"I have the executive experience to actually get things done," O'Malley responded. "It's a different discipline than being a legislator."

But O'Malley faces a challenge if he wants to draw votes away from Sanders, who has garnered support from young, ultra-left voters like the ones on this campus.

"Among those of us who want a more progressive candidate to Hillary Clinton, Bernie Sanders is the candidate we need to be rallying behind," said Samuel Breslow, a sophomore at Pomona College who said he is registered to vote in New Hampshire and plans to vote for Sanders in the nation's first primary in February.

"Why is he still in the race?" Breslow asked after the event. "He doesn't really have a lot to offer that Bernie Sanders isn't offering."

O'Malley, who frequently faces questions on the campaign trail about his dismal poll numbers, appeared to answer that question in his speech when he talked about the challenges facing the nation -- a divided electorate, an obstructionist Congress.

"I like tough fights," he said. "I like long odds."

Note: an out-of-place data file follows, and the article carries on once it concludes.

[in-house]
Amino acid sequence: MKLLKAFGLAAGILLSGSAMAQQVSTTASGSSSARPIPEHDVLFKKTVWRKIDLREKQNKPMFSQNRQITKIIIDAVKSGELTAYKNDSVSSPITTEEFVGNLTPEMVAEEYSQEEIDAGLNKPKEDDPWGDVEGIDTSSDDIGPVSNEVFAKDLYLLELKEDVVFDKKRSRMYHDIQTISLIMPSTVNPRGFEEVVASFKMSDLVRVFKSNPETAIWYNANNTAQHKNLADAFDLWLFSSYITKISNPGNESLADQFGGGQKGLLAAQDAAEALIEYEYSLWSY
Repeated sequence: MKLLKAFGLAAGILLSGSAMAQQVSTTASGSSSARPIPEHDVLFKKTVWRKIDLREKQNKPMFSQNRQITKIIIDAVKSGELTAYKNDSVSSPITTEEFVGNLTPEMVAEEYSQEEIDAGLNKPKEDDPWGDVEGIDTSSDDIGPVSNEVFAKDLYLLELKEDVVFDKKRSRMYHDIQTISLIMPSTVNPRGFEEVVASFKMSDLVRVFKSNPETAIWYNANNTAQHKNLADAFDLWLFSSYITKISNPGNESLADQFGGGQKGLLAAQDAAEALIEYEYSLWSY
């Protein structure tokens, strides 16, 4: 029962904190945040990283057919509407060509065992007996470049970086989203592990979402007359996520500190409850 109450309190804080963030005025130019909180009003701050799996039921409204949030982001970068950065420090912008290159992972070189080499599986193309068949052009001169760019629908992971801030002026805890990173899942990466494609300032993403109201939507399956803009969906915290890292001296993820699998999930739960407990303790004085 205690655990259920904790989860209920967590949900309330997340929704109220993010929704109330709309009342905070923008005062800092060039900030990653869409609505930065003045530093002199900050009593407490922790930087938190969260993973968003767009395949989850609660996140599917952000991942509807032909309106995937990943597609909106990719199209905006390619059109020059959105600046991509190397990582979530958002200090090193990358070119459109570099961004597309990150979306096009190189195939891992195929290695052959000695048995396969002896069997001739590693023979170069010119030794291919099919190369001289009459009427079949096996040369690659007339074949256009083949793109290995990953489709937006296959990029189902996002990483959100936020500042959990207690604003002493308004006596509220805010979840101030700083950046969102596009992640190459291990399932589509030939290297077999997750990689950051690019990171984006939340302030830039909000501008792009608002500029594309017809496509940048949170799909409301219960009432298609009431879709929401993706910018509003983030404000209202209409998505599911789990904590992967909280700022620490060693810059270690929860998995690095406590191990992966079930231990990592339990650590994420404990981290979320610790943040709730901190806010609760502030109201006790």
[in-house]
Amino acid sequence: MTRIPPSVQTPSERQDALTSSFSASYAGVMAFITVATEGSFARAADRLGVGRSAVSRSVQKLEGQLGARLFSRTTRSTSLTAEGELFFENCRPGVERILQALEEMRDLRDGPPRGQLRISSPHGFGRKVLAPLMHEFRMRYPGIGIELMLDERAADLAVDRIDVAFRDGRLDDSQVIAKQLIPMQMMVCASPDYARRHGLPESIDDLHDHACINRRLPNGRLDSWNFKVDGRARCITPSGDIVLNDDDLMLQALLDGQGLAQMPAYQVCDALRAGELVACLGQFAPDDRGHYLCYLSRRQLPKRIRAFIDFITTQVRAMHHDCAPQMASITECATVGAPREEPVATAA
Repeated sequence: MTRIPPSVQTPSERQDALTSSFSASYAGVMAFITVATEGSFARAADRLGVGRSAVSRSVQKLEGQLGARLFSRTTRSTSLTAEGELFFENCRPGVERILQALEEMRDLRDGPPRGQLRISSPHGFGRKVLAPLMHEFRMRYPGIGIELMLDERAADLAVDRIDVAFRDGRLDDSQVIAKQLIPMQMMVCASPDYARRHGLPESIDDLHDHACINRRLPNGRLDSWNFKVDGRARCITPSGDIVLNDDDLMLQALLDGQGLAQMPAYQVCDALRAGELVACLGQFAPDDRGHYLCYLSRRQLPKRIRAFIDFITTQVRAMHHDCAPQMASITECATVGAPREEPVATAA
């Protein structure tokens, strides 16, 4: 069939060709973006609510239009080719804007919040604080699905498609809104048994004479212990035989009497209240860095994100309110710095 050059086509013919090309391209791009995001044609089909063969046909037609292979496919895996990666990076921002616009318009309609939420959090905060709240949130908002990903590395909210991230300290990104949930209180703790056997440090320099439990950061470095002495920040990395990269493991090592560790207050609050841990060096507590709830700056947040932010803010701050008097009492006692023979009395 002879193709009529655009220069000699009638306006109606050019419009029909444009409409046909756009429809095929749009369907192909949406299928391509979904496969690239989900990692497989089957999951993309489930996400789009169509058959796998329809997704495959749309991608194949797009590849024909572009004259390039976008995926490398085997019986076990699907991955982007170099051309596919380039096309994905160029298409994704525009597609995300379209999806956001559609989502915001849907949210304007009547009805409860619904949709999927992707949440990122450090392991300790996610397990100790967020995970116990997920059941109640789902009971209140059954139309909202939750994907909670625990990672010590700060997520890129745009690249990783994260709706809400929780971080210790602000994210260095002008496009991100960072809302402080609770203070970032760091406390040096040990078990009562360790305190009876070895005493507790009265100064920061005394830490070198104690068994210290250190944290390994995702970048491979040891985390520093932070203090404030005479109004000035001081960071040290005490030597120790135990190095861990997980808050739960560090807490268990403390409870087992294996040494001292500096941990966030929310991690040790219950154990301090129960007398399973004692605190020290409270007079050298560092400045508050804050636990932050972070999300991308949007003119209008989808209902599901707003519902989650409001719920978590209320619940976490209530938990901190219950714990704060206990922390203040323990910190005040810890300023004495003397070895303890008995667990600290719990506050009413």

For Hillary Clinton, New Hampshire is a tough climb

 (Spencer Platt / Getty Images)

(Spencer Platt / Getty Images)

A coronation-like run through the presidential primary season appears to be beyond Hillary Rodham Clinton's grasp -- thanks to New Hampshire.

For nearly a month, Vermont Sen. Bernie Sanders, a self-described Democratic socialist, has led polls in the early nominating state.

An average of several recent surveys of voters in the Granite State showed Sanders leading Clinton 42% to 32%, according to Real Clear Politics. And a new CNN poll released Thursday had 46% of likely Democratic voters in the state supporting him, compared with 30% who say they back Clinton. The poll showed Vice President Joe Biden, who is mulling a presidential run, registering at 14%.

When looking at New Hampshire -- unless something dramatically begins to shift -- it's safe to note that she will probably lose an early state, said Floyd Ciruli, an independent, Colorado-based pollster who has done extensive national polling as well.

As for Sanders' rise in New Hampshire, Ciruli said that a mix of the state's educated -- and mostly white -- Democratic base has benefited him.

"He's not a part of that old-guard establishment like the Clintons," Ciruli said. "New England is his home, and his tell-it-how-it-is message is appealing to voters in the state."

Still, the shift is somewhat surprising for Clinton, who narrowly won New Hampshire in 2008 -- a victory that gave life to her campaign and sparked a long Democratic primary before she eventually ceded the nomination to then-Sen. Barack Obama.

However, her favorability in the state has never been all that strong among Democrats and continues to lag four months before New Hampshire's first-in-the-nation primary.